# stacks/stacks-project

Say a bit more about det for flat fp modules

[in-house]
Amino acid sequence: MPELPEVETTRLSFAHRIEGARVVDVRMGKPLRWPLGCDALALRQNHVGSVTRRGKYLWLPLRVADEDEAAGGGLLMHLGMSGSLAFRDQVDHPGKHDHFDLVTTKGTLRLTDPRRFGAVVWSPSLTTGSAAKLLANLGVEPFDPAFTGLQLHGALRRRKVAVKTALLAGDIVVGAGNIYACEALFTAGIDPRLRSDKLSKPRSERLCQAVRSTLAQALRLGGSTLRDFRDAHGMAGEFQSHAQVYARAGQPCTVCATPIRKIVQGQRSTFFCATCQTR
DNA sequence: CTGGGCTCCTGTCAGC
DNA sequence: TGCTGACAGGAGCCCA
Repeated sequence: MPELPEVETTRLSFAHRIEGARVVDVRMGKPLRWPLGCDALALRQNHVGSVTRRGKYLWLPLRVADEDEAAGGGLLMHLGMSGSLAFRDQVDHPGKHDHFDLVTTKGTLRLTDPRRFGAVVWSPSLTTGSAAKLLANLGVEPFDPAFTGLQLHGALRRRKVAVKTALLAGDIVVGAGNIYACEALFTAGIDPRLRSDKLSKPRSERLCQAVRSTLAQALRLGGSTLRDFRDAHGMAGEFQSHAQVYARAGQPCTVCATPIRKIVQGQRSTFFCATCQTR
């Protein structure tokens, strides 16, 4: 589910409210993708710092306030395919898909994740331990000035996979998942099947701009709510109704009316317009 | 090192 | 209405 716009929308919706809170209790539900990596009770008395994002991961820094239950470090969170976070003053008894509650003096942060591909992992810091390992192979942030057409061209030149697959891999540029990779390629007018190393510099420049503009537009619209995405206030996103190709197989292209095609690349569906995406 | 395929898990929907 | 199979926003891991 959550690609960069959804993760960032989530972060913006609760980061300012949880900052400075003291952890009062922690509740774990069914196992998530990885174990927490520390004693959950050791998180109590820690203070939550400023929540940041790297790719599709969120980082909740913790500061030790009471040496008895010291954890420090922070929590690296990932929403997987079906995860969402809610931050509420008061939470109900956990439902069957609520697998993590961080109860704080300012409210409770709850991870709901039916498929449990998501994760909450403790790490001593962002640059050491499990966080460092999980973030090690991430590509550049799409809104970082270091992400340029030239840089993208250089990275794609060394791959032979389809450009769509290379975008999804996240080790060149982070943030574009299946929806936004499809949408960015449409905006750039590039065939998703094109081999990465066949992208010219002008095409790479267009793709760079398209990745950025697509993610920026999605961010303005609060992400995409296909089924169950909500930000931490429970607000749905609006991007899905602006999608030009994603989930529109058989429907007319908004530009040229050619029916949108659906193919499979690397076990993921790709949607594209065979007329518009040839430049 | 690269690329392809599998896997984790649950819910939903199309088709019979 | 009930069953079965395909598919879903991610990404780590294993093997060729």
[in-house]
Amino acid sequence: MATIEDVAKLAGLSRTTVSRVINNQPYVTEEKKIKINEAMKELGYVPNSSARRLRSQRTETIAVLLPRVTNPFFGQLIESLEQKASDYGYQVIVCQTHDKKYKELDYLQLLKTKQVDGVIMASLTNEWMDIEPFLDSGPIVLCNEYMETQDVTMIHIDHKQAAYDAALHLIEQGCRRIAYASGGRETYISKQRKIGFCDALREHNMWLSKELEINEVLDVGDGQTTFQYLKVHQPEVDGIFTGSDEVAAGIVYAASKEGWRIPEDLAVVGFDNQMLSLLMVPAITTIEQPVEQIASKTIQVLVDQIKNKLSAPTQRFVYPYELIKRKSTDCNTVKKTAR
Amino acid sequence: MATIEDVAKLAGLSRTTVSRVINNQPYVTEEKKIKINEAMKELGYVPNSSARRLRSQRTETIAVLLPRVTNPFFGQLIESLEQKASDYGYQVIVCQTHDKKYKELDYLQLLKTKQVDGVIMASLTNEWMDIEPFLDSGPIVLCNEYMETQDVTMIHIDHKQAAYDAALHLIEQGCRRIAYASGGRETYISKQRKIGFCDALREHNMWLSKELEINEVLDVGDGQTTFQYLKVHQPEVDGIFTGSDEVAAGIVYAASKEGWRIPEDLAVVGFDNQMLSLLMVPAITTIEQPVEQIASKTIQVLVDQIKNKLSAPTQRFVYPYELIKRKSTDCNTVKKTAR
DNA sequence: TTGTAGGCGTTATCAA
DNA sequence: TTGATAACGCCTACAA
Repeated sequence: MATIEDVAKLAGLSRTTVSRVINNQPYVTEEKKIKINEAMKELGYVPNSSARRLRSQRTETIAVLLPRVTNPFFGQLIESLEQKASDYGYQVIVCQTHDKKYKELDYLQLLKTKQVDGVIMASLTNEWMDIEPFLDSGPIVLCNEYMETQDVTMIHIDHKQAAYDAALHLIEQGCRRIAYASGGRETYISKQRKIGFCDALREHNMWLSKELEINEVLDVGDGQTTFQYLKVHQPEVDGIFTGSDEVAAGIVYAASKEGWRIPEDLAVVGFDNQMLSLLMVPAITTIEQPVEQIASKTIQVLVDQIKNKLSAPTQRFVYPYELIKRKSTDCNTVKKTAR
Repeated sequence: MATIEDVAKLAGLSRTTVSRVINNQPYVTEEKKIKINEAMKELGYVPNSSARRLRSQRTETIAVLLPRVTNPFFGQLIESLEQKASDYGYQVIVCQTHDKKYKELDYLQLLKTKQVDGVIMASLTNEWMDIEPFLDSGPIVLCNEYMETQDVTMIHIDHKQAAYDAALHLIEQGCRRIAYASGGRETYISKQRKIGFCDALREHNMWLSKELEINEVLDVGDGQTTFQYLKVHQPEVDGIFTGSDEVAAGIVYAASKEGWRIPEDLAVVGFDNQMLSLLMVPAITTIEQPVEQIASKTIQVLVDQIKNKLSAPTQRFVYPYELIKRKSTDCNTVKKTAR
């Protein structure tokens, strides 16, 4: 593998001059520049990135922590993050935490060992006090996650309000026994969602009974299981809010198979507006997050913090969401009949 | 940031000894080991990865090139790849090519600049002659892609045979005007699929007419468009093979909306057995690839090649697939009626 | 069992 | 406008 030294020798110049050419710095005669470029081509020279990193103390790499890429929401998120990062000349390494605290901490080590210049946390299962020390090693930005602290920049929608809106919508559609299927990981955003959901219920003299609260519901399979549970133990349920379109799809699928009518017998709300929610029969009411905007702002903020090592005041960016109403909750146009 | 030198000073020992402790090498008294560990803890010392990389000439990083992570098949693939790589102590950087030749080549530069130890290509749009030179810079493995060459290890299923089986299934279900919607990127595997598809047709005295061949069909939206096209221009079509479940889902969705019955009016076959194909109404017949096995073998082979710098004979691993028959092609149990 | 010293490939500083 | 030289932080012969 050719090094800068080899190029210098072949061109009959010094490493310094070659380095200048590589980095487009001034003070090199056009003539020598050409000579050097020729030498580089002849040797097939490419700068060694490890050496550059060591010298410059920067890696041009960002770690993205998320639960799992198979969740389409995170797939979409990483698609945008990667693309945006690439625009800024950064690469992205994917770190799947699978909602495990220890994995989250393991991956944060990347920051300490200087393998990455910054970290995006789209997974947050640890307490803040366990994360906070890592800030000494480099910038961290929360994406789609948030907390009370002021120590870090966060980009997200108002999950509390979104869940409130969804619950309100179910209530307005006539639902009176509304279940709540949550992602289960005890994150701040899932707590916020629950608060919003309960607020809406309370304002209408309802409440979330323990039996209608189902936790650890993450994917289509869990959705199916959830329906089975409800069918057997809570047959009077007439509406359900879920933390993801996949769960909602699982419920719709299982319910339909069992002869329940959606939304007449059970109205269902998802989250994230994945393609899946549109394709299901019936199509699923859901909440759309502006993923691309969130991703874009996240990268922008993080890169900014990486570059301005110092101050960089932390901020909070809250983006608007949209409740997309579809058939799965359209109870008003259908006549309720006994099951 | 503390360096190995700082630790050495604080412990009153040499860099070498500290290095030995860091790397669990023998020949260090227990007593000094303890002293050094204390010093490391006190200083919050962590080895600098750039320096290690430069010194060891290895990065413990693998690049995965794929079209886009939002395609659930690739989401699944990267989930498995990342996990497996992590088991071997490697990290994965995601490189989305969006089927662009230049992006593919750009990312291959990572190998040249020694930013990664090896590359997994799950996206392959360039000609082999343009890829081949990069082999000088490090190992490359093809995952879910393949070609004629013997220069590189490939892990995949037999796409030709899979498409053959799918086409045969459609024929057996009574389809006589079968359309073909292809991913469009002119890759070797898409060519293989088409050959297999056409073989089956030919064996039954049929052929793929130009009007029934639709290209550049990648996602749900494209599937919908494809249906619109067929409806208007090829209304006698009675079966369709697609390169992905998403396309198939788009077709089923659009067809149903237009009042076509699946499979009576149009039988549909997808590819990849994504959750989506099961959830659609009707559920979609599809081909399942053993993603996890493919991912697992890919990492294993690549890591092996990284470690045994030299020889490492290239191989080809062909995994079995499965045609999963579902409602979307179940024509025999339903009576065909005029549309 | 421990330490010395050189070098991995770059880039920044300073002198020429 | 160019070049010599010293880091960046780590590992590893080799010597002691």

@@ -3978,7 +3978,7 @@ \section{Rank and determinant} Thus the rank defines a homomorphism $$K_0(\textit{Vec}(X)) \longrightarrow \text{Map}_{cont}(X, \mathbf{Z}),\quad [\mathcal{E}] \longmapsto r_\mathcal{E} [\mathcal{E}] \longmapsto \text{rank}_\mathcal{E}$$ \medskip\noindent @@ -4043,26 +4043,73 @@ \section{Rank and determinant} \end{proof} \noindent {\bf Determinants, reprise.} Let $(X, \mathcal{O}_X)$ be a ringed space. Instead of looking at finite locally free $\mathcal{O}_X$-modules we could look at those $\mathcal{O}_X$-modules $\mathcal{F}$ which are locally on $X$ Let $(X, \mathcal{O}_X)$ be a ringed space. Instead of looking at finite locally free $\mathcal{O}_X$-modules we can look at those $\mathcal{O}_X$-modules $\mathcal{F}$ which are locally on $X$ a direct summand of a finite free $\mathcal{O}_X$-module. This is the same thing as asking $\mathcal{F}$ to be a flat $\mathcal{O}_X$-module of finite presentation, see Lemma \ref{lemma-flat-locally-finite-presentation}. For such a module in general the rank function is undefined; for If all the stalks $\mathcal{O}_{X, x}$ are local, then such a module $\mathcal{F}$ is finite locally free, see Lemma \ref{lemma-direct-summand-of-locally-free-is-locally-free}. In general however this will not be the case; for example $X$ could be a point and $\Gamma(X, \mathcal{O}_X)$ could be the product $A \times B$ of two nonzero rings and $\mathcal{F}$ could correspond to $A \times 0$. On the other hand, for $\mathcal{F}$ flat and of finite presentation we can still define $\det(\mathcal{F})$ and this will be an invertible $\mathcal{O}_X$-module in the sense of could correspond to $A \times 0$. Thus for such a module the rank function is undefined. However, it turns out we can still define $\det(\mathcal{F})$ and this will be an invertible $\mathcal{O}_X$-module in the sense of Definition \ref{definition-invertible} (not necessarily locally free of rank $1$). This is done using the construction of More on Algebra, Section \ref{more-algebra-section-determinants} on the values of $\mathcal{F}$ on sufficiently small opens of $X$. If we ever need this we will precisely state and prove the relevant lemmas here. free of rank $1$). Our construction will agree with the one above in the case that $\mathcal{F}$ is finite locally free. We urge the reader to skip the rest of this section. \begin{lemma} \label{lemma-determinant-as-socle} Let $(X, \mathcal{O}_X)$ be a ringed space. Let $\mathcal{F}$ be a flat and finitely presented $\mathcal{O}_X$-module. Denote $$\det(\mathcal{F}) \subset \wedge^*_{\mathcal{O}_X}(\mathcal{F})$$ the annihilator of $\mathcal{F} \subset \wedge^*_{\mathcal{O}_X}(\mathcal{F})$. Then $\det(\mathcal{F})$ is an invertible $\mathcal{O}_X$-module. \end{lemma} \begin{proof} To prove this we may work locally on $X$. Hence we may assume $\mathcal{F}$ is a direct summand of a finite free module, see Lemma \ref{lemma-flat-locally-finite-presentation}. Say $\mathcal{F} \oplus \mathcal{G} = \mathcal{O}_X^{\oplus n}$. Set $R = \mathcal{O}_X(X)$. Then we see $\mathcal{F}(X) \oplus \mathcal{G}(X) = R^{\oplus n}$ and correspondingly $\mathcal{F}(U) \oplus \mathcal{G}(U) = \mathcal{O}_X(U)^{\oplus n}$ for all opens $U \subset X$. We conclude that $\mathcal{F} = \mathcal{F}_M$ as in Lemma \ref{lemma-construct-quasi-coherent-sheaves} with $M = \mathcal{F}(X)$ a finite projective $R$-module. In other words, we have $\mathcal{F}(U) = M \otimes_R \mathcal{O}_X(U)$. This implies that $\det(M) \otimes_R \mathcal{O}_X(U) = \det(\mathcal{F}(U))$ for all open $U \subset X$ with $\det$ as in More on Algebra, Section \ref{more-algebra-section-determinants}. By More on Algebra, Remark \ref{more-algebra-remark-determinant-as-socle} we see that $$\det(M) \otimes_R \mathcal{O}_X(U) = \det(\mathcal{F}(U)) \subset \wedge^*_{\mathcal{O}_X(U)}(\mathcal{F}(U))$$ is the annihilator of $\mathcal{F}(U)$. We conclude that $\det(\mathcal{F})$ as defined in the statement of the lemma is equal to $\mathcal{F}_{\det(M)}$. Some details omitted; one has to be careful as annihilators cannot be defined as the sheafification of taking annihilators on sections over opens. Thus $\det(\mathcal{F})$ is the pullback of an invertible module and we conclude. \end{proof}